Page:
Are you the bossy first born, the complicated middle child or the ‘baby’ of the family? The stereotypes that surround the order of which we are born is something we’ve all heard throughout our lives. But just how much weight is there behind them? With National Sibling Day (10 April) on the horizon, we decided to find out.
While the link between birth order and character traits may have originated from old wives’ tales, there is no denying that sometimes, the shoe really does fit. The oldest siblings can be domineering, a middle child is often complex and independent and, let’s face it, the last born will more often than not be the apple of mum and dad’s eye.
Countless studies have shown that our behaviour can be impacted by the order in which we arrive into our family – and according to health and relationship expert Peggie Temple from InStash, the details of our birth can shape our entire outlook throughout our childhood and adult lives.
So, how true is it for you?
‘The eldest child tends to hold great leadership qualities and hold very strong personalities, says Peggie. ‘They are very “matter of fact” people that are set in their ways. Logic and fact will always triumph over emotion and they are likely to take direction with ease.
‘First-born children are unlikely to take risks. This is thought to be because of the relationship they have with their younger siblings and their position as a “protector”. For this reason, they like to stay stable and always available.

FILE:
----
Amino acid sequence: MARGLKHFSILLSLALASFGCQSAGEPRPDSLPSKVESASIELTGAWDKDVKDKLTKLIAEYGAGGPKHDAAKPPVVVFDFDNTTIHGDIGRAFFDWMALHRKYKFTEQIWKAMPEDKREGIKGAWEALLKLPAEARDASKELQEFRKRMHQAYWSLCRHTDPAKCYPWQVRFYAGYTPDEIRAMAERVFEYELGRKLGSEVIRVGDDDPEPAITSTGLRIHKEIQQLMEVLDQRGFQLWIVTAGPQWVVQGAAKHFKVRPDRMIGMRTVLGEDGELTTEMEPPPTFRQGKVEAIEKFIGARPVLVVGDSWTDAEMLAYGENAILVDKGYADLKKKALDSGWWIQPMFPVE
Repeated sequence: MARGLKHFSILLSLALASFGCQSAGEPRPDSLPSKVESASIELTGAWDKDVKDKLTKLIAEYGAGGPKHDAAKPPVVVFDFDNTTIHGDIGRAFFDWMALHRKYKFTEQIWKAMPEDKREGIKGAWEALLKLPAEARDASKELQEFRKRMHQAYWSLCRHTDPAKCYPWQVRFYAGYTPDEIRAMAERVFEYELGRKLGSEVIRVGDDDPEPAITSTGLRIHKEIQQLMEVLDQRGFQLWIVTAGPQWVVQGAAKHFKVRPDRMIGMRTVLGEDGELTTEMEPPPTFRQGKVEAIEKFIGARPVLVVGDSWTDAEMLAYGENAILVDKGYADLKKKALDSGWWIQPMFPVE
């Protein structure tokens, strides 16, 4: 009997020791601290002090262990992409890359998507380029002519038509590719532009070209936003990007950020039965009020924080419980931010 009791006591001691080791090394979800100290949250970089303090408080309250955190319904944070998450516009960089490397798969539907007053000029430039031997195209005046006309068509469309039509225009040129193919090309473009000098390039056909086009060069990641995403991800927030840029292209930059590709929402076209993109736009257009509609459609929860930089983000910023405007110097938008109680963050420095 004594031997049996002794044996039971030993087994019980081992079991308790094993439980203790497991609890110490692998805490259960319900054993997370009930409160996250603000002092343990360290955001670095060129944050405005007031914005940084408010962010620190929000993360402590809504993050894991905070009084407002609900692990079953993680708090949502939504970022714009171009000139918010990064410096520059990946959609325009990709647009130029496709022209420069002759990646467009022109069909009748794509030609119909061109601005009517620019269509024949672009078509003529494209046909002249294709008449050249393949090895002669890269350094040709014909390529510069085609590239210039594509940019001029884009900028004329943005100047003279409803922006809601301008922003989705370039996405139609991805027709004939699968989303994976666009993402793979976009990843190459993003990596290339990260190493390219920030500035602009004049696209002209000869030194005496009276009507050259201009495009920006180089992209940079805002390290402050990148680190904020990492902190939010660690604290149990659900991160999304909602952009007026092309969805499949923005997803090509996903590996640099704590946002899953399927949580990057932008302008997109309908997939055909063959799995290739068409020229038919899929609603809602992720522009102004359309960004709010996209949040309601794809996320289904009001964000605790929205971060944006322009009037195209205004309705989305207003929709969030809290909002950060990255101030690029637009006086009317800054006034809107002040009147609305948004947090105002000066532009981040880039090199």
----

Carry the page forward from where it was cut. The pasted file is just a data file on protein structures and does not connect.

‘Studies have shown that first born children are more likely to learn a second language and stay out of trouble throughout their teenage years.’
As the eldest, you are more likely to be…
- More intelligent than your siblings. This was suggested in a study by the Universities of Houston, New South Wales and Sheffield, who found that there was ‘a strong negative relation between birth order and cognitive outcomes of children.’ This is apparently due to varying levels of parental attention. The more siblings you have, the less attention you get, the theory says, and as a result the chances of you performing as well in academic tests are less likely.
- A rule follower. Psychologist Frank J Sulloway explained in his 1998 book, Born To Rebel, that first-born children naturally adhere to status quo unlike their younger siblings who are more likely to take risks.
- Financially successful. According to a study by CareerBuilder, the eldest often earn higher salaries than their siblings.
‘”Middle child syndrome” is a commonly used phrase with little scientific evidence to suggest that it is a feasible concept. However, from a psychological standpoint, they do have character traits that are incredibly common with each other,’ Peggie insists. ‘Many believe that siblings in the middle do not tend to get their own way throughout their childhood years. As a result, they evolve into effective negotiators that find comprise an easy notion to implement.’
She adds: ‘Middle children are very independent as they are used to not having an ally to hand. The idea that middle children are misunderstood beings that are shy and unforgiving is not only inaccurate but holds no evidence. Middle children tend to be very outgoing and incredibly determined. For instance, 52 per cent of presidents have been middle children including Obama and Lincoln.’
As the middle child, you are more likely to be…